Your risk very much depends on your dose and how long you have been taking HRT. Taking combined HRT (i.e. oestrogen and progestogen) reduces the risk.
Research around ovarian cancer and HRT have had mixed results.
Specialists think oestrogen-only HRT carries a small increased risk of ovarian cancer. HRT that has combined oestrogen and progesterone – if used for a while – is also associated with a small increased risk of ovarian cancer. This increased risk disappears within a few years of stopping the HRT.
Venous thromboembolism is when a blood clot forms in the vein. These are known as deep vein thrombosis (DVT) and they usually form in the leg, though they can develop elsewhere.
It can sometimes break loose and travel to the lungs. This is known as a pulmonary embolism (PE).
Women who take HRT are thought to be more at risk of developing blood clots, particularly in your first year of taking it. It’s worth noting, however, that current health guidelines suggest this risk is only associated with HRT tablets, not patches or gels.
This risk is usually low unless you have a family history of DVT, PE, obesity, severe varicose veins or if you have a personal history any of these health issues. Your doctor will carefully take your past medical history into account before prescribing any HRT products.
Trauma, or long periods of immobility, such as prolonged bed rest or a hospital stay, can increase your risk of developing blood clots. If you are having major surgery your doctor may ask you to stop the HRT four to six weeks before surgery.
The risk of stroke increases with age so the older you become the greater your risk of having a stroke. HRT only slightly increases this risk.
There is very little data on the risk of heart disease in women who start taking HRT soon after the menopause, but those who start taking HRT 10 years or more after starting the menopause are at greater risk of coronary heart disease.
You must see your GP if you are thinking about re-starting HRT to consider the risks.
There’s no limit about how long you can take HRT for so it is important to discuss stopping the medication with your doctor. Many women stop taking HRT after about five years or when their symptoms are no longer a problem.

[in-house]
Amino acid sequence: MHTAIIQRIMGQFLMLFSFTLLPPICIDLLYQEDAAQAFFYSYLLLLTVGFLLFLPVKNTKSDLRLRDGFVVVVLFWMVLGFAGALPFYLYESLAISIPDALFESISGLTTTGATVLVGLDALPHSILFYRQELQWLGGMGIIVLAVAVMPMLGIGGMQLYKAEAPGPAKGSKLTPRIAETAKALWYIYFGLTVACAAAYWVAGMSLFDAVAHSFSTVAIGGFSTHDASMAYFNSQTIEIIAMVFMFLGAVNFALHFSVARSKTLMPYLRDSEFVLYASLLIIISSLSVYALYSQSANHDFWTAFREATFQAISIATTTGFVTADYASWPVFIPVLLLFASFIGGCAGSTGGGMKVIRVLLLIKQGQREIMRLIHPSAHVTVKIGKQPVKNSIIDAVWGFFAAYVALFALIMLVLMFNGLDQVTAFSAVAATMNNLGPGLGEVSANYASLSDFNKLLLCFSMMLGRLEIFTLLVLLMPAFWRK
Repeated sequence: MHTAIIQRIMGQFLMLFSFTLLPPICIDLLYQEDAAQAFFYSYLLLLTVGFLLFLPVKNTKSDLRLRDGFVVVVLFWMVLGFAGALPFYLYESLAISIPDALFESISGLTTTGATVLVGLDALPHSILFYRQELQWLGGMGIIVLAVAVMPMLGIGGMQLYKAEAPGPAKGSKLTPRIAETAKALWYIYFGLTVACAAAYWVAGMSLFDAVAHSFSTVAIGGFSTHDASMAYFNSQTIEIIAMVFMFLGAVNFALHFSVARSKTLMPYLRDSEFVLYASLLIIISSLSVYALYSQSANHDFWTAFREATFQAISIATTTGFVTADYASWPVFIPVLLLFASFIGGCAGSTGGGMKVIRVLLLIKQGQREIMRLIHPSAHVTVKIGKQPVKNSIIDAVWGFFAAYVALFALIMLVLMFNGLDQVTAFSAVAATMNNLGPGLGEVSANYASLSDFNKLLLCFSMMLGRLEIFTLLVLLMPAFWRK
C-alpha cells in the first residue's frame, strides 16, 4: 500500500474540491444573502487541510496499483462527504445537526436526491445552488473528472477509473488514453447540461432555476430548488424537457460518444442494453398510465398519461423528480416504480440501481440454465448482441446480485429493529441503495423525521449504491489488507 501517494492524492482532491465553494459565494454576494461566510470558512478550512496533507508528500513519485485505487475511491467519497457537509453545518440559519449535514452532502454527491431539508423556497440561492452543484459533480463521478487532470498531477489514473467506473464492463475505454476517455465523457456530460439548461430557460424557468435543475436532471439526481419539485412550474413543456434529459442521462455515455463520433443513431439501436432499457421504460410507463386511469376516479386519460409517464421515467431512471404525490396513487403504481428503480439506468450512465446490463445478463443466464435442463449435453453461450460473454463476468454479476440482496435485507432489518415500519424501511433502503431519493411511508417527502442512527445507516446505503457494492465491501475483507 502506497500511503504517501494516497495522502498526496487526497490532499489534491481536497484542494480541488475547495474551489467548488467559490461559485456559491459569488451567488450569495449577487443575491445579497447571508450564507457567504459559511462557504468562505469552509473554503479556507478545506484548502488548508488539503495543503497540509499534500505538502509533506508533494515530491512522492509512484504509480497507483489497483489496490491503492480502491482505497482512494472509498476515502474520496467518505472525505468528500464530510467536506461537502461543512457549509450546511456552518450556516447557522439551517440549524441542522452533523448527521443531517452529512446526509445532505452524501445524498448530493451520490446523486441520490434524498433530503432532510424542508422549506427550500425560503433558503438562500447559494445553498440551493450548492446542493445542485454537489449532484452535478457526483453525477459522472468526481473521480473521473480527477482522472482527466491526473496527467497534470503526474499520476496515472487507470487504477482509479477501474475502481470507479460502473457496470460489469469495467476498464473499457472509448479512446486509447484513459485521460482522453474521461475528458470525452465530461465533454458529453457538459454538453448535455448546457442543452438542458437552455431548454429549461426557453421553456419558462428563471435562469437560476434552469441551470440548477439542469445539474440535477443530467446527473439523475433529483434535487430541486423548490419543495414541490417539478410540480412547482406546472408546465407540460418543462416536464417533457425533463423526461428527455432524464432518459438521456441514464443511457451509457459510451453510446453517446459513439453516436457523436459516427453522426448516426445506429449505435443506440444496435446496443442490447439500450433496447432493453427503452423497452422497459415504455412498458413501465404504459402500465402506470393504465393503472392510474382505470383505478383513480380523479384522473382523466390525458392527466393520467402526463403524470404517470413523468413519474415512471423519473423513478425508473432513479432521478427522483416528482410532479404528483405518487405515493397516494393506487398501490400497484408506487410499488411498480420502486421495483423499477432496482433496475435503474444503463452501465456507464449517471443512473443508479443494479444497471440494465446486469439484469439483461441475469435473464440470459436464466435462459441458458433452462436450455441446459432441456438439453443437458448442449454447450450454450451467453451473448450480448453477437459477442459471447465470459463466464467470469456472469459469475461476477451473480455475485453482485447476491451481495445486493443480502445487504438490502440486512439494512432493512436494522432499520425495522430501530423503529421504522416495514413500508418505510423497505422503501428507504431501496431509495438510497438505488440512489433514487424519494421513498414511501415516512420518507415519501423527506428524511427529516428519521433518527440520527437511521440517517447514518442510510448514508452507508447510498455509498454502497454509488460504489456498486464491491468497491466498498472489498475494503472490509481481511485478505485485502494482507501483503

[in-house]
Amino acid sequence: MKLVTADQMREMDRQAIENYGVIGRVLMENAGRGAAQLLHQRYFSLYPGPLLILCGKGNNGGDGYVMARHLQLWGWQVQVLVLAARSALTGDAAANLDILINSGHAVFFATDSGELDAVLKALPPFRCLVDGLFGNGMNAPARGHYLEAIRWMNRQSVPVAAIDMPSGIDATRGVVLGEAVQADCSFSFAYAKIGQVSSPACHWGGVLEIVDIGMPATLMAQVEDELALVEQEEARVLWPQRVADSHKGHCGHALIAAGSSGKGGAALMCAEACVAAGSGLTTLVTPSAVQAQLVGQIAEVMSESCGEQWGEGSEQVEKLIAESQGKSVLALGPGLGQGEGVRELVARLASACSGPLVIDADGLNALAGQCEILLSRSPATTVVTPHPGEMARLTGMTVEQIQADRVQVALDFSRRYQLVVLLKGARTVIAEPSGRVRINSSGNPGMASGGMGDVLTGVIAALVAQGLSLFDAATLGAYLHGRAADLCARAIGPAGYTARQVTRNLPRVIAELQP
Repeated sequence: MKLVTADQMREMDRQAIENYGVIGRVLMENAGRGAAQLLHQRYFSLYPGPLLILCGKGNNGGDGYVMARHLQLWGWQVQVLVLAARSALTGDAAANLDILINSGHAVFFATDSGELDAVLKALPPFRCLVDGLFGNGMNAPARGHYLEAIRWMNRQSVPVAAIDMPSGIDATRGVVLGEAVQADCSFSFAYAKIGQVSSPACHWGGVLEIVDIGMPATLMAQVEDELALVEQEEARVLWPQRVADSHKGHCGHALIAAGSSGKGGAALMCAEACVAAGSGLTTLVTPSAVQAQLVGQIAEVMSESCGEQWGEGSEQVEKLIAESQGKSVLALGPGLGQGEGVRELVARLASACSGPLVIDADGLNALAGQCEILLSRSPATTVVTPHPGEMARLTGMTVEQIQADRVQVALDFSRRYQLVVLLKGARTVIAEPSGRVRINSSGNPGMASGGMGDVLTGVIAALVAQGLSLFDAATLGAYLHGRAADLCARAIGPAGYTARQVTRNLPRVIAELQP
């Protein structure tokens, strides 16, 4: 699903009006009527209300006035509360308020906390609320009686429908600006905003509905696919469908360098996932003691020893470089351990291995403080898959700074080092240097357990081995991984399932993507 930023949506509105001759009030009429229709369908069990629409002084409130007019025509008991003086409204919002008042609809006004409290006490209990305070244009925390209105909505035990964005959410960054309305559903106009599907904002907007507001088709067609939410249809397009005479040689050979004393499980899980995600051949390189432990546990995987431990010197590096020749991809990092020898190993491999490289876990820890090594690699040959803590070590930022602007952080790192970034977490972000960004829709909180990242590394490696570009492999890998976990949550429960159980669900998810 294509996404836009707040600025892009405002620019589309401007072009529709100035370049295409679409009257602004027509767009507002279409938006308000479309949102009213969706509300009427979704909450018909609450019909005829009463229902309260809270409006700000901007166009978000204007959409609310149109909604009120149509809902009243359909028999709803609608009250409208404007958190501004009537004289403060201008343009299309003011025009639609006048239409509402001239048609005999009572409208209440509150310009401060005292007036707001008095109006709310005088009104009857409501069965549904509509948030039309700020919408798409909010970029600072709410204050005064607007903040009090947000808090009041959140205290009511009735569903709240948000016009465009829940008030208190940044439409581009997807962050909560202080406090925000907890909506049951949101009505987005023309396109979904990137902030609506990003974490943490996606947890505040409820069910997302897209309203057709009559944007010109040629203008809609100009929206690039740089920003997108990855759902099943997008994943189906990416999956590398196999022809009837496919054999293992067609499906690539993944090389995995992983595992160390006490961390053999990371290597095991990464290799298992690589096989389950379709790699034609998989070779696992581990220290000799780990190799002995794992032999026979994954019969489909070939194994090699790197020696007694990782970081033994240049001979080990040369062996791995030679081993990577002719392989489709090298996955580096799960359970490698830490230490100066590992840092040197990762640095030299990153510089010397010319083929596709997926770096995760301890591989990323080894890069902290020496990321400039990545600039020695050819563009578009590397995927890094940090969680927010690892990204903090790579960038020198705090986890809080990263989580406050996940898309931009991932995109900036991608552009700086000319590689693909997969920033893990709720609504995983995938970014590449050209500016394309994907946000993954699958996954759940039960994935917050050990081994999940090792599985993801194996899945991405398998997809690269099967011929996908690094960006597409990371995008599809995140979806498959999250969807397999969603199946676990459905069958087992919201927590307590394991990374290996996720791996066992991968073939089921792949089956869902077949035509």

You can stop HRT immediately, but it is recommended that you gradually reduce your dose over two or three months, especially if you are on a higher dose of oestrogen, to prevent the menopausal symptoms returning.
If you’re taking a low dose of oestrogen the gradual reduction may not be required. On stopping, many women have a return of their menopausal symptoms but these are often mild and resolve in time with no treatment.
If your symptoms are severe when you stop then you need to discuss this matter with your GP who may prescribe a low dose HRT. Your doctor will need to consider your individual risk.
After stopping many women experience bladder and vaginal symptoms. These can be controlled with creams or pessaries that contain a very low dose oestrogen. These still pose the risks associated with the use of HRT but to a much lower extent because very little oestrogen is absorbed into your bloodstream.
If you are reluctant to take HRT, there are other ways to manage symptoms of the menopause. These include:
Many women are also interested in bio-similars, which are medicines that mimic natural oestrogen. The NHS does not recommend these, however, as it is not clear how safe or effective they are (they are not regulated and there is little research).
Answered by our Health at Hand team.
Menopause management: your questions answered - AXA Health
Menopause and weight gain - AXA Health
We’re here to help you take care of your health - whenever you need us, wherever you are, whether you're an AXA Health member or not.
Our Ask the Expert service allows you to ask our team of friendly and experienced nurses, midwives, counsellors and pharmacists about any health topic. So if there's something bothering you, why not get in touch now.